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Posted: Fri Mar 08, 2019 11:44 pm
Super! I’ll get right over there.
Posted: Fri Mar 08, 2019 11:50 pm
ConcertinaChap wrote:With my normal example of the circle of shanty singers standing round the mic I'm thinking I'd use the Blumlein to give the basic stereo image of all the singers and and focus in on whoever's leading the shanty at the time using the cardioid.
Really glad to hear you've taken the plunge into the Ambisonics rabbit hole, I'm sure it will bring you a huge amount of fun and satisfaction!
Theoretically at least Blumlein isn't recommended for recording from the centre of a circle because in a Blumlein array you have a 90 degree acceptance angle at the front and back, and 90 degree wedges either side where weird phasey stuff goes on. If you want 360-degree coverage then back-to-back cardioids might be a better starting point.
Posted: Sat Mar 09, 2019 12:05 am
We recorded a CD using the original Calrec. We set up in a circle around the mic and played all tracks live. The thing was that one of our players always played louder than the rest of us. Twist of a knob and a wonderful balance was achieved.
I’m looking forward to CC’s experiences with this new mic.
Posted: Sat Mar 09, 2019 8:00 am
Thanks, Sam. I was already seeing some uncomfortable drawbacks with that. You've explained why.
MFG: that's precisely the sort of control I'm looking for :)
March 24th is when I'm doing my first serious work with it when I record the Bath City Waits. I'm hoping that placing the mic in the centre of them is going to feel a lot more natural for them than the usual close miking.
Posted: Sat Mar 09, 2019 1:29 pm
Perhaps your adventures would make a fascinating multi-part article here?
The good, the bad, the awesome. :thumbup:
Posted: Sat Mar 09, 2019 7:57 pm
Well certainly when I have more to say I'll say it here.
Posted: Tue Mar 26, 2019 6:28 pm
Well I now have something to show for my adventures. I recorded the Bath City Jubilee Waits last Sunday and here is one of the tunes:-https://soundcloud.com/mr-punchs-studio ... f-the-west
It's called Lantern of the West and was composed and arranged by my wife Anne Gregson. The NT-SF1 proved a major boon during the recording in that the musicians sat in a semi-circle around the mic, meaning I avoided the mess of having to close mic seven musicians while they had somewhere to put their music stands, plus of course the NT-SF1 isn't anything like as intimidating to amateur musicians. Of course you don't get something entirely for nothing and so there was a significant period of time during mixdown setting up the virtual equivalents of those seven cardioid mics. The mixer looked like this:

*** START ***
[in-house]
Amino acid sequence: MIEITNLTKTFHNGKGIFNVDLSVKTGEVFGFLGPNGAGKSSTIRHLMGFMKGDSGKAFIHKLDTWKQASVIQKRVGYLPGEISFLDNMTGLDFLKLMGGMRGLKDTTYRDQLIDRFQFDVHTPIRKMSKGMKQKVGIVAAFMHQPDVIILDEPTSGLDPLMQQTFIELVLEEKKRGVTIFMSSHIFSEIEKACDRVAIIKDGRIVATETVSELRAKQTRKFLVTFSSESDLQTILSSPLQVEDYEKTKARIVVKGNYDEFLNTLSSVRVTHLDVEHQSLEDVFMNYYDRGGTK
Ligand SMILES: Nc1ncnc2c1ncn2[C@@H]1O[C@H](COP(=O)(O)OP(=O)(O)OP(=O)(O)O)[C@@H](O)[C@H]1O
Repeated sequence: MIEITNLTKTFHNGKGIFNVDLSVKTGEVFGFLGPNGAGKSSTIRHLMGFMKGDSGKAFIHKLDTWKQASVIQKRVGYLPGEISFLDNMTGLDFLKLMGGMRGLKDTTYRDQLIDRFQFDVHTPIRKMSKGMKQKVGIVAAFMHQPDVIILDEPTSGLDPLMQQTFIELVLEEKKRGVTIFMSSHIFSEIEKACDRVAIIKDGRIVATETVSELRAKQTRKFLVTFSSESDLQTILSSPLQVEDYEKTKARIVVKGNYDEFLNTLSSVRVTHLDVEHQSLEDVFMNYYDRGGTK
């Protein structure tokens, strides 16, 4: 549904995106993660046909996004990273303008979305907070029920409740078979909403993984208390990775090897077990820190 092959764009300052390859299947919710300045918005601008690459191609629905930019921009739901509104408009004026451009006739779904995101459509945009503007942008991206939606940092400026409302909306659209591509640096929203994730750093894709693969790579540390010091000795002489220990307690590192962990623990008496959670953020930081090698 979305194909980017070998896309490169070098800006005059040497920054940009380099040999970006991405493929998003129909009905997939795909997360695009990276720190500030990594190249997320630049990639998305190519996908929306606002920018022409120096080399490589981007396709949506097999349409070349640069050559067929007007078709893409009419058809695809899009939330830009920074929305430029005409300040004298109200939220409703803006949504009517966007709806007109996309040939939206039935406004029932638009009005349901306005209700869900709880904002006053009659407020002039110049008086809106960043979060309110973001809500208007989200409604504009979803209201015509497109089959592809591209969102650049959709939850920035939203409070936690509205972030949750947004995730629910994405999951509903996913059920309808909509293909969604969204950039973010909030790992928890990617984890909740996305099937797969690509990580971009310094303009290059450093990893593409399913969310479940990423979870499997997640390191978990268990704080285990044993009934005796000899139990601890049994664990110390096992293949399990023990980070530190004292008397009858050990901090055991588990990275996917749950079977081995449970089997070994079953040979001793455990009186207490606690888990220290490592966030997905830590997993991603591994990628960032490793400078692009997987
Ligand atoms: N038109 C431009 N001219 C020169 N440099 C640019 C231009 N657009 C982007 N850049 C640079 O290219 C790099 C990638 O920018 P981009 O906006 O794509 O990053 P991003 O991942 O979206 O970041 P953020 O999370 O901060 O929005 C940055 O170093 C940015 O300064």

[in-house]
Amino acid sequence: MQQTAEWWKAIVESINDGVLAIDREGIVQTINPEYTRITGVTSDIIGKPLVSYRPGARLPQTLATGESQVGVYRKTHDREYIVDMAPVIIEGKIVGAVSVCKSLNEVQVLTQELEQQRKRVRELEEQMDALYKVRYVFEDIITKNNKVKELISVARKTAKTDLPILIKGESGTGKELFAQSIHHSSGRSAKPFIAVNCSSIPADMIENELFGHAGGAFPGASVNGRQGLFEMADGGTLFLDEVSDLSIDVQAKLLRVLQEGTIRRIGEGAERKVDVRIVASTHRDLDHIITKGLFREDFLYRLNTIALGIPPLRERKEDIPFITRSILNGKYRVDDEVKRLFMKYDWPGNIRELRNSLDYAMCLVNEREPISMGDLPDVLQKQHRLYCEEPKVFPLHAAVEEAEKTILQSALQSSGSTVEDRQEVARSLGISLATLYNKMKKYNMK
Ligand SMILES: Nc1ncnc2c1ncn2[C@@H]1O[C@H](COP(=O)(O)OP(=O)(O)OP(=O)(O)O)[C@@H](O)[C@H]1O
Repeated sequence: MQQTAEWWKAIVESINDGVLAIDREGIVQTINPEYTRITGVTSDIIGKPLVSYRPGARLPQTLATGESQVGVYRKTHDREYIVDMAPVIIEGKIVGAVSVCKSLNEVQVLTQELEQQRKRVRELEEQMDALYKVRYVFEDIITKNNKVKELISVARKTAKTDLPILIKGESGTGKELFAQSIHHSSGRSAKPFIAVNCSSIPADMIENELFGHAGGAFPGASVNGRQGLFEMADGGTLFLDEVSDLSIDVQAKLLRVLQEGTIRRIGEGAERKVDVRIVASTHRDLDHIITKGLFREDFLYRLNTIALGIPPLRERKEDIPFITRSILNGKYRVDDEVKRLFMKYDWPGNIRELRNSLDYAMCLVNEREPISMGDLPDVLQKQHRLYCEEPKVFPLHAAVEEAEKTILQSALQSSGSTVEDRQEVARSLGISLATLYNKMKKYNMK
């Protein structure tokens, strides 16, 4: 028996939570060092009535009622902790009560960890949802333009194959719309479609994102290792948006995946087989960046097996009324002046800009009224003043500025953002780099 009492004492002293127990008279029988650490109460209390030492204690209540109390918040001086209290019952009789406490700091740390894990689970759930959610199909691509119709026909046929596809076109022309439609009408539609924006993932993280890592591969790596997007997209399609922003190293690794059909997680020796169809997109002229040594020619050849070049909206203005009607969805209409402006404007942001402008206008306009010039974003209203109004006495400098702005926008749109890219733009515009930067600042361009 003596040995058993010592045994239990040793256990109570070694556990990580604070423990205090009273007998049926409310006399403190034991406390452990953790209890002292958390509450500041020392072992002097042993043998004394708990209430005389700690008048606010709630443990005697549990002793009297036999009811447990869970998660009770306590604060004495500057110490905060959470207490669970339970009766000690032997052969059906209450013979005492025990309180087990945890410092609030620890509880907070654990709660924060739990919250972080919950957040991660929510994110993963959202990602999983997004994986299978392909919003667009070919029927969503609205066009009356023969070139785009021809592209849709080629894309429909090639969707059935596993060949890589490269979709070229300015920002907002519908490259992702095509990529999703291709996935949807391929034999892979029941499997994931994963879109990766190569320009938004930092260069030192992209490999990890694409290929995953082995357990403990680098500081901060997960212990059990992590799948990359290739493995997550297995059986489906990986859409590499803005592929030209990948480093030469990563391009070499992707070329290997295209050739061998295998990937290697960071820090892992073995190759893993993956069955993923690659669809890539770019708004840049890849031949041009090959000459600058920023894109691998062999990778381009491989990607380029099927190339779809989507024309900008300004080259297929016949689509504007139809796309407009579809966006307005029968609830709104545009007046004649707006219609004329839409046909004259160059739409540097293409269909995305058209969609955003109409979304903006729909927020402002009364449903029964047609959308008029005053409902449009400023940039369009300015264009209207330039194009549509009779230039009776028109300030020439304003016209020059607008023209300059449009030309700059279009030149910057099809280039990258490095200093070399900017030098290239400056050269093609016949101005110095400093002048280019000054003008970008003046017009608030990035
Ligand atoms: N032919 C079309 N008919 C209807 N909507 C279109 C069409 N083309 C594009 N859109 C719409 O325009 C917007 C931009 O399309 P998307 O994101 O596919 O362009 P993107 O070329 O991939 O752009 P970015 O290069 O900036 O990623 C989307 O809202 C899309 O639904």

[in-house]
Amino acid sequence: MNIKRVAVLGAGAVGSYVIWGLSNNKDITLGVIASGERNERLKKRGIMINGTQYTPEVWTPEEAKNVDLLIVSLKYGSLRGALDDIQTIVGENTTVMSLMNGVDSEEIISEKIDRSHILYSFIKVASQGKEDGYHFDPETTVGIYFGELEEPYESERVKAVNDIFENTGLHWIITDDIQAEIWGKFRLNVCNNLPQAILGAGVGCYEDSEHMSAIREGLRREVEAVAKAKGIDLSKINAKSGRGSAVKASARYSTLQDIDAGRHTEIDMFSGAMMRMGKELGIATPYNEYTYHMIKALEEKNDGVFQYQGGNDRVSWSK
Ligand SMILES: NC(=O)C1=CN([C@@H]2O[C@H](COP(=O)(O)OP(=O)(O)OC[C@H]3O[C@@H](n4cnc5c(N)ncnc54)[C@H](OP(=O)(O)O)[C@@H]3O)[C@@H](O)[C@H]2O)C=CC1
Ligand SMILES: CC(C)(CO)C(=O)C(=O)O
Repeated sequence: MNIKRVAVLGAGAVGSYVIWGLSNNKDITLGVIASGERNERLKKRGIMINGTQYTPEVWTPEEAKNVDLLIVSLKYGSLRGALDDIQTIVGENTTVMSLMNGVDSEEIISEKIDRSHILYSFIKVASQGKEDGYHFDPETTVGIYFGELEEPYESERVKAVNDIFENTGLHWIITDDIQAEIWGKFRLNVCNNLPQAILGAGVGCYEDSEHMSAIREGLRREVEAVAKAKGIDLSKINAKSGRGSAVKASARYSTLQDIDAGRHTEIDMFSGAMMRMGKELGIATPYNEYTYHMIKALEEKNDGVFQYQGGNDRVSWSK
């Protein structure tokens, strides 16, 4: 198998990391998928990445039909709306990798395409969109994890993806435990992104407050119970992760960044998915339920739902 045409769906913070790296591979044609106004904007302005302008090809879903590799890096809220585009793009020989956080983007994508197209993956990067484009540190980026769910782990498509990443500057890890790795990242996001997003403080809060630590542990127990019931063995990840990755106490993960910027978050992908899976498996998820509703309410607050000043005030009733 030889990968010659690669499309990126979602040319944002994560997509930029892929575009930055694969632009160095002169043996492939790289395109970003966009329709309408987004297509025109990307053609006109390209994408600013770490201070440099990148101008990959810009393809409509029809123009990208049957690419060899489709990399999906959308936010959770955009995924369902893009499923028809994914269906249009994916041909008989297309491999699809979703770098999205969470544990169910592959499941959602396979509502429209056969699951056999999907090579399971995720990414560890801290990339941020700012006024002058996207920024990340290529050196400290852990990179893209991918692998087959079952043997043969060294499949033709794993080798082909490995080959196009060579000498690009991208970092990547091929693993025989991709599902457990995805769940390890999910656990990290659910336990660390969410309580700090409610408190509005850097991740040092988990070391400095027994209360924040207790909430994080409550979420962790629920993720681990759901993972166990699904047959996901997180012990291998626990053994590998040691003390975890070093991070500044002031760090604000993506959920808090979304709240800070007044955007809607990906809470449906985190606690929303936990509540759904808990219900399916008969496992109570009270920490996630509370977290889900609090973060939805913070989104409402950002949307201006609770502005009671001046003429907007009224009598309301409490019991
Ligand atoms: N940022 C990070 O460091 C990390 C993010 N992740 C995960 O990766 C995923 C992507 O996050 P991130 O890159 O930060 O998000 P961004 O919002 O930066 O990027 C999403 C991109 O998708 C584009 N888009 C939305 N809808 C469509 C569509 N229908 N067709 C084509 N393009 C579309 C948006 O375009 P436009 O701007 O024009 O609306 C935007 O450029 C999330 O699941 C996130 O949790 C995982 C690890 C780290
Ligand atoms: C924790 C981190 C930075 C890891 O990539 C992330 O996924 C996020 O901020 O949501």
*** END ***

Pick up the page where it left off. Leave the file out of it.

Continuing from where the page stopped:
There's a quite a lot of spill in the virtual mics (though there would be a fair bit with real mics) so I arranged them in the stereo field more-or-less as they were in reality, though the mic did give me some flexibility in placement and similarly in recording levels that I would not have had with a conventional stereo mic. That's the way I've come to look at it, as a sort of "super-stereo" mic, with the advantages of a stereo mic plus to a useful degree some of the advantages of close miking.
There is the odd minor fluff from the musicians you can hear but nothing significant and the Waits seem pretty pleased with what's coming out of it. I'm chuffed with the mic; it seems to be delivering on its promise.
Posted: Tue Mar 26, 2019 6:34 pm
I really liked that and it sounded very well recorded. A worthwhile investment. :clap: :thumbup:
Posted: Tue Mar 26, 2019 7:23 pm
That sounds really well!
Well done, mate! :thumbup:
Posted: Tue Mar 26, 2019 7:46 pm
Very nice indeed :thumbup:
Posted: Tue Mar 26, 2019 7:51 pm
Have you tried an ambisonic headphone mix yet?
Posted: Tue Mar 26, 2019 8:20 pm
Not yet. To do binaural, which is definitely something I want to experiment with, you need another plugin and at present time they all cost money, some lots of money. Hey ho. One day.
Posted: Tue Mar 26, 2019 8:35 pm
Gets the thumbs up from me. Feels like you're sat in the middle of the musicians. :)
Posted: Tue Mar 26, 2019 11:11 pm
That's lovely! I like the piece, also. Is it based on a folk melody?
Posted: Tue Mar 26, 2019 11:51 pm
As I say, it was composed and arranged by my wife Anne. English traditional music is a strong influence on her music and it's likely that which you can hear. The title "Lantern of the West" is a reference to Bath Abbey and we had the pleasure of playing the tune in the Abbey during the Mayor Making ceremony last year.